locatedb - front-compressed file name database
This manual page documents the format of file name databases for the
GNU version of locate. The file name databases contain lists of files
that were in particular directory trees when the databases were last
There can be multiple databases. Users can select which databases
locate searches using an environment variable or command line option;
see locate(1L). The system administrator can choose the file name of
the default database, the frequency with which the databases are
updated, and the directories for which they contain entries. Normally,
file name databases are updated by running the updatedb program periodically,
typically nightly; see updatedb(1L).
updatedb runs a program called frcode to compress the list of file
names using front-compression, which reduces the database size by a
factor of 4 to 5. Front-compression (also known as incremental encoding)
works as follows.
The database entries are a sorted list (case-insensitively, for users'
convenience). Since the list is sorted, each entry is likely to share
a prefix (initial string) with the previous entry. Each database entry
begins with an offset-differential count byte, which is the additional
number of characters of prefix of the preceding entry to use beyond the
number that the preceding entry is using of its predecessor. (The
counts can be negative.) Following the count is a null-terminated
ASCII remainder -- the part of the name that follows the shared prefix.
If the offset-differential count is larger than can be stored in a byte
(+/-127), the byte has the value 0x80 and the count follows in a 2-byte
word, with the high byte first (network byte order).
Every database begins with a dummy entry for a file called `LOCATE02',
which locate checks for to ensure that the database file has the correct
format; it ignores the entry in doing the search.
Databases can not be concatenated together, even if the first (dummy)
entry is trimmed from all but the first database. This is because the
offset-differential count in the first entry of the second and following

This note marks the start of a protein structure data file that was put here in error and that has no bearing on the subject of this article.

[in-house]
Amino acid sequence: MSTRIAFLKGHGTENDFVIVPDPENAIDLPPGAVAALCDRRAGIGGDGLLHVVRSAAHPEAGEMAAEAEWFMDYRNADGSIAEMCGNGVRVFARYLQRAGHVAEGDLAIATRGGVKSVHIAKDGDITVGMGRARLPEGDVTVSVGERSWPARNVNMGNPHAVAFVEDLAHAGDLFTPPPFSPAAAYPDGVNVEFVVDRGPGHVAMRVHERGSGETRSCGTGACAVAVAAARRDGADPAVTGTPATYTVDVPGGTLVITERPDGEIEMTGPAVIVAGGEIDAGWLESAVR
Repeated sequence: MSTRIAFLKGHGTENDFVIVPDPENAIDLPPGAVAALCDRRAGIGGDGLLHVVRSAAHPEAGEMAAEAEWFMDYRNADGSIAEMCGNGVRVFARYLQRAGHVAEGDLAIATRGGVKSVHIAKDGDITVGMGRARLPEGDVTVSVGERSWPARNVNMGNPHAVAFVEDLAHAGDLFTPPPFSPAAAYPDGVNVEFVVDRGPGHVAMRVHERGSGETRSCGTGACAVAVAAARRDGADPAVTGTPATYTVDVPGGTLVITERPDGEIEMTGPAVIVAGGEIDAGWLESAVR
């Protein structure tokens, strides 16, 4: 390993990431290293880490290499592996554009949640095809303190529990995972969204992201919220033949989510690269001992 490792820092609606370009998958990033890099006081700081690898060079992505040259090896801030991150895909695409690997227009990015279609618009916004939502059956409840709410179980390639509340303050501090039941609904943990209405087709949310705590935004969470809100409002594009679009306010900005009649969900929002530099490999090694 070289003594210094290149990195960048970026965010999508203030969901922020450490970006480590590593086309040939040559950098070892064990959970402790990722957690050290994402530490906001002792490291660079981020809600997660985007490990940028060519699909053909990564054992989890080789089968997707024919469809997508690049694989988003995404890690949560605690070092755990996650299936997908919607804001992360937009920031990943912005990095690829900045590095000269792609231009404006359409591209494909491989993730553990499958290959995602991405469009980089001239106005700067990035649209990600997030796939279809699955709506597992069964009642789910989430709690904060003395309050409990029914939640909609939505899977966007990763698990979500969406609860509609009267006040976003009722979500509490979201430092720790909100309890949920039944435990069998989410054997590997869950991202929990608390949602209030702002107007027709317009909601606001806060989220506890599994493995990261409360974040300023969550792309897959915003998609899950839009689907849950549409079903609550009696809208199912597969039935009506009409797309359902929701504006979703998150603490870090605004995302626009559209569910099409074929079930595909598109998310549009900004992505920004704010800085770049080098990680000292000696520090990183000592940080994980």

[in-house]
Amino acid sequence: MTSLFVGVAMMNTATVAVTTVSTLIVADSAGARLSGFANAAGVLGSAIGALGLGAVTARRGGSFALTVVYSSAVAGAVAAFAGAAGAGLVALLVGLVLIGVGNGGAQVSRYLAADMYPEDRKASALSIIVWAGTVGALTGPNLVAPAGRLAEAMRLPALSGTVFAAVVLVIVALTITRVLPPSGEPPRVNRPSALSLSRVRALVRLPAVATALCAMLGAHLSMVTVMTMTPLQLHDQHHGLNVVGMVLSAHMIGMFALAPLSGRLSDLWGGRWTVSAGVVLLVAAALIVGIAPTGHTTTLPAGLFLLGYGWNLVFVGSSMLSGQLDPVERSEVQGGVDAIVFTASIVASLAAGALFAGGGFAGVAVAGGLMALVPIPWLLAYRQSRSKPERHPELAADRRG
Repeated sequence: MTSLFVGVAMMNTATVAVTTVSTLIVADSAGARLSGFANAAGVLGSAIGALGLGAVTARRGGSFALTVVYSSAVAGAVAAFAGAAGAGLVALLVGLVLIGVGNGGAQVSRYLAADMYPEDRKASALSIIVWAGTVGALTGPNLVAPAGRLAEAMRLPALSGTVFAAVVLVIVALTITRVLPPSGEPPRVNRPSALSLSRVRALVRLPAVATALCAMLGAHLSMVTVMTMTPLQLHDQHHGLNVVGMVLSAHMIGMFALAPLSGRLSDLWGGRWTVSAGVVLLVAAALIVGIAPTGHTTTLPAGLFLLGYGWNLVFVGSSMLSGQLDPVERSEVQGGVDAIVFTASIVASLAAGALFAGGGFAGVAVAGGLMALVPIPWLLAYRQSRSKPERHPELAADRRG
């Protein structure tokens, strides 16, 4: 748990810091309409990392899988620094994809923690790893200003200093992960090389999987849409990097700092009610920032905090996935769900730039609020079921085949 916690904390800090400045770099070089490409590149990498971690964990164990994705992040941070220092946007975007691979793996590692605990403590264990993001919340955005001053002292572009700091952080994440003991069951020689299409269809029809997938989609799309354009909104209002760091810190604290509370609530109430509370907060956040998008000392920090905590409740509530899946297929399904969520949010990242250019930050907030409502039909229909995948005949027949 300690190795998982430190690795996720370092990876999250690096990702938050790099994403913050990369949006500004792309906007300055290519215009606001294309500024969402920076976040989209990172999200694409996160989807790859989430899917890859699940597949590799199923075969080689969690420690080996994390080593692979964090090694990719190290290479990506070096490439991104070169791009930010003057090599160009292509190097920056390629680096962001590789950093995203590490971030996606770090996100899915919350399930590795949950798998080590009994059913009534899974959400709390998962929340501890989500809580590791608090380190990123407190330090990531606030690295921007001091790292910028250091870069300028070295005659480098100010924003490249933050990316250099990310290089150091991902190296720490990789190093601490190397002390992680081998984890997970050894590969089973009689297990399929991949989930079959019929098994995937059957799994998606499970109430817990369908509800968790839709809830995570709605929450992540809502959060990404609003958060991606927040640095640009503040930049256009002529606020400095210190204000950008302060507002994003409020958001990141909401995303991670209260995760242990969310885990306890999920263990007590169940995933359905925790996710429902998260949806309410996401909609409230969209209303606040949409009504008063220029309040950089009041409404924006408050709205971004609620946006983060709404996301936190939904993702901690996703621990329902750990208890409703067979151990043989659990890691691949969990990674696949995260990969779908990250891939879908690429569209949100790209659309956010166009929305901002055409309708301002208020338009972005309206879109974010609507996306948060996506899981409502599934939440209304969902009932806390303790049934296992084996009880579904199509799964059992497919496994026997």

databases will be wrong.
There is also an old database format, used by Unix locate and find programs
and earlier releases of the GNU ones. updatedb runs programs
called bigram and code to produce old-format databases. The old format
differs from the above description in the following ways. Instead of
each entry starting with an offset-differential count byte and ending
with a null, byte values from 0 through 28 indicate offset-differential
counts from -14 through 14. The byte value indicating that a long offset-differential
count follows is 0x1e (30), not 0x80. The long counts
are stored in host byte order, which is not necessarily network byte
order, and host integer word size, which is usually 4 bytes. They also
represent a count 14 less than their value. The database lines have no
termination byte; the start of the next line is indicated by its first
byte having a value <= 30.
In addition, instead of starting with a dummy entry, the old database
format starts with a 256 byte table containing the 128 most common
bigrams in the file list. A bigram is a pair of adjacent bytes. Bytes
in the database that have the high bit set are indexes (with the high
bit cleared) into the bigram table. The bigram and offset-differential
count coding makes these databases 20-25% smaller than the new format,
but makes them not 8-bit clean. Any byte in a file name that is in the
ranges used for the special codes is replaced in the database by a
question mark, which not coincidentally is the shell wildcard to match
a single character.
Input to frcode:
Length of the longest prefix of the preceding entry to share:
Output from frcode, with trailing nulls changed to newlines and count
bytes made printable:
(6 = 14 - 8, and -9 = 5 - 14)
find(1L), locate(1L), locatedb(5L), xargs(1L) Finding Files (on-line in
Info, or printed)
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